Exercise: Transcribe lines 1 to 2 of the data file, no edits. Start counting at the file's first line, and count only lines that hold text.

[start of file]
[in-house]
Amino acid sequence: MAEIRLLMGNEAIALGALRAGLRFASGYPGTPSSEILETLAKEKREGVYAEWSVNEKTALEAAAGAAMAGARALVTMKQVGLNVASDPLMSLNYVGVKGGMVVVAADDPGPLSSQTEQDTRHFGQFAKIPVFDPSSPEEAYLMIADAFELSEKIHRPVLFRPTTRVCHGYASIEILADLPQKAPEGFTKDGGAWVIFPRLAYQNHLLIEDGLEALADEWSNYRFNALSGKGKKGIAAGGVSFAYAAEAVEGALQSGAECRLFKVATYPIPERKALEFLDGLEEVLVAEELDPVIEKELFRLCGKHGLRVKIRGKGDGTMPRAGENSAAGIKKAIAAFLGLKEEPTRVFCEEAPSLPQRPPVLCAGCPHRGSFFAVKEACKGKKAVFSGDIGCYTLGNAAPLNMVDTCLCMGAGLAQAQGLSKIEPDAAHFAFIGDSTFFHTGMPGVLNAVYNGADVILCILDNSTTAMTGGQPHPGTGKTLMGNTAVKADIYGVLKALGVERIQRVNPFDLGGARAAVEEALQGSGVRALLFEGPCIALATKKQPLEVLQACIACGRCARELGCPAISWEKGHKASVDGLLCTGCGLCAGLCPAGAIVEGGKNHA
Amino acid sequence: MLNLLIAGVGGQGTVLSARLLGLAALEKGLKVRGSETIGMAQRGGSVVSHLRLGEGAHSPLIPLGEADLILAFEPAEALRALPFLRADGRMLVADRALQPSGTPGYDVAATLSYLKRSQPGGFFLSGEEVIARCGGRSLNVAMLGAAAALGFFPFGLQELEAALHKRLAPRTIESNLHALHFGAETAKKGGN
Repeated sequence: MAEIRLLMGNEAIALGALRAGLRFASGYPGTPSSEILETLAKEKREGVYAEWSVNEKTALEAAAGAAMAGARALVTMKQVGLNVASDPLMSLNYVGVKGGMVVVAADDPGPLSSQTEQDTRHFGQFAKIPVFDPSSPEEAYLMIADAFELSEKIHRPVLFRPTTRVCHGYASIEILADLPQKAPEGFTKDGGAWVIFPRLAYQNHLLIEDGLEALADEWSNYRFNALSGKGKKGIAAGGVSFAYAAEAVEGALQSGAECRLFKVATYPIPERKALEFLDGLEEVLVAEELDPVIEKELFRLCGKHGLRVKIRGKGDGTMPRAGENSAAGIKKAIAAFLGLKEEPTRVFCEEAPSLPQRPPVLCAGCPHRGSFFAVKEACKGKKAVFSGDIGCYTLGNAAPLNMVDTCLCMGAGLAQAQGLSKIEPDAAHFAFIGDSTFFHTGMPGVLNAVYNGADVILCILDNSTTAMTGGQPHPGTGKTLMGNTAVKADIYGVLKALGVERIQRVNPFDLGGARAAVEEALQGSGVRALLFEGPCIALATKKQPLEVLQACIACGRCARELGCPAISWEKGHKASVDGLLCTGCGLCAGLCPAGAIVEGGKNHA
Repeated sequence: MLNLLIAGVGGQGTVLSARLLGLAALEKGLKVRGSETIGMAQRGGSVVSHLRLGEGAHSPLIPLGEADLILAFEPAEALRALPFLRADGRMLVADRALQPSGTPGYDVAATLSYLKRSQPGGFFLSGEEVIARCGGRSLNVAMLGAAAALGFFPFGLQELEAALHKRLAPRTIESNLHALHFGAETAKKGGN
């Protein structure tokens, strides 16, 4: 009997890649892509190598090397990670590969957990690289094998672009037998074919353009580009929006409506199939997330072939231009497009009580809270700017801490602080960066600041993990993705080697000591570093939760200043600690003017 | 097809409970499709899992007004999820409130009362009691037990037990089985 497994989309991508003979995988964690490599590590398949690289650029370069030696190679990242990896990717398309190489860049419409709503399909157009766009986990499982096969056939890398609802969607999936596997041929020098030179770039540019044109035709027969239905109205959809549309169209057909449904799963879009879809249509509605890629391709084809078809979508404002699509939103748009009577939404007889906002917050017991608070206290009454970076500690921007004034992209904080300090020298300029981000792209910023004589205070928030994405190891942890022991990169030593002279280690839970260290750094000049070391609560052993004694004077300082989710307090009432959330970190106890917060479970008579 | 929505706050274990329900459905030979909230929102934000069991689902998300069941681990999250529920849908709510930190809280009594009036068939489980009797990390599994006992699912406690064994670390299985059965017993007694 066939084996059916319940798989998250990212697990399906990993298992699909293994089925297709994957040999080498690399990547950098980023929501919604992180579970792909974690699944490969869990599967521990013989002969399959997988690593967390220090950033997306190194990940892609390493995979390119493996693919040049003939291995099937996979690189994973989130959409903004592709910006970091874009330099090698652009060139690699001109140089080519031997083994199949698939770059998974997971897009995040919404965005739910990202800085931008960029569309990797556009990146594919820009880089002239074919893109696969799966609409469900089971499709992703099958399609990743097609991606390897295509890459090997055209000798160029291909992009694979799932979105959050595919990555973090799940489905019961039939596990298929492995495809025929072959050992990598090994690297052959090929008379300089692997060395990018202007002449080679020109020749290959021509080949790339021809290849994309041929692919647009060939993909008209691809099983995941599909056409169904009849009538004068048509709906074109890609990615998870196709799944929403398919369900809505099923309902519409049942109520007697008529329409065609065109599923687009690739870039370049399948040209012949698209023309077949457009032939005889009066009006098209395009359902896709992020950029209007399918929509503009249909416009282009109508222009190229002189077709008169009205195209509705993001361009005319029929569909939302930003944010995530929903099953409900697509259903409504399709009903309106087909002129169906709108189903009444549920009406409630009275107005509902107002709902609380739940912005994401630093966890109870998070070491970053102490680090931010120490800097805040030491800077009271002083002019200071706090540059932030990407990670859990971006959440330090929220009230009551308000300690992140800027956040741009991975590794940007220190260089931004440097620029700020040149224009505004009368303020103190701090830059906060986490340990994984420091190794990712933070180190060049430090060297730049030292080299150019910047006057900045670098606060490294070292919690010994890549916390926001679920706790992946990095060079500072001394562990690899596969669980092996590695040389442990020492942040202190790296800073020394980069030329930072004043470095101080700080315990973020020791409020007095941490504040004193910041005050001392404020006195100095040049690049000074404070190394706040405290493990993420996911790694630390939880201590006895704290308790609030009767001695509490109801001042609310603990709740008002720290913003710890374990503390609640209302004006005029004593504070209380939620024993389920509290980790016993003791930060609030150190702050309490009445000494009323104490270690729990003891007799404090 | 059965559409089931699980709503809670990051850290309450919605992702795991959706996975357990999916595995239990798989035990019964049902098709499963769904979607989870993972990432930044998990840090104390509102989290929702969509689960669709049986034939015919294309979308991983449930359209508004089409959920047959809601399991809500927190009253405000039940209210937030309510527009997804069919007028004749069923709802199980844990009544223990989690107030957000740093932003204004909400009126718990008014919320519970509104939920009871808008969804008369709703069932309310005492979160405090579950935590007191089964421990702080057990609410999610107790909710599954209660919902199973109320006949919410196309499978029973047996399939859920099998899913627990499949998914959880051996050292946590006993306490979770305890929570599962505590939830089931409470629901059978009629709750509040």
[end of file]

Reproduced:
[in-house]
Amino acid sequence: MAEIRLLMGNEAIALGALRAGLRFASGYPGTPSSEILETLAKEKREGVYAEWSVNEKTALEAAAGAAMAGARALVTMKQVGLNVASDPLMSLNYVGVKGGMVVVAADDPGPLSSQTEQDTRHFGQFAKIPVFDPSSPEEAYLMIADAFELSEKIHRPVLFRPTTRVCHGYASIEILADLPQKAPEGFTKDGGAWVIFPRLAYQNHLLIEDGLEALADEWSNYRFNALSGKGKKGIAAGGVSFAYAAEAVEGALQSGAECRLFKVATYPIPERKALEFLDGLEEVLVAEELDPVIEKELFRLCGKHGLRVKIRGKGDGTMPRAGENSAAGIKKAIAAFLGLKEEPTRVFCEEAPSLPQRPPVLCAGCPHRGSFFAVKEACKGKKAVFSGDIGCYTLGNAAPLNMVDTCLCMGAGLAQAQGLSKIEPDAAHFAFIGDSTFFHTGMPGVLNAVYNGADVILCILDNSTTAMTGGQPHPGTGKTLMGNTAVKADIYGVLKALGVERIQRVNPFDLGGARAAVEEALQGSGVRALLFEGPCIALATKKQPLEVLQACIACGRCARELGCPAISWEKGHKASVDGLLCTGCGLCAGLCPAGAIVEGGKNHA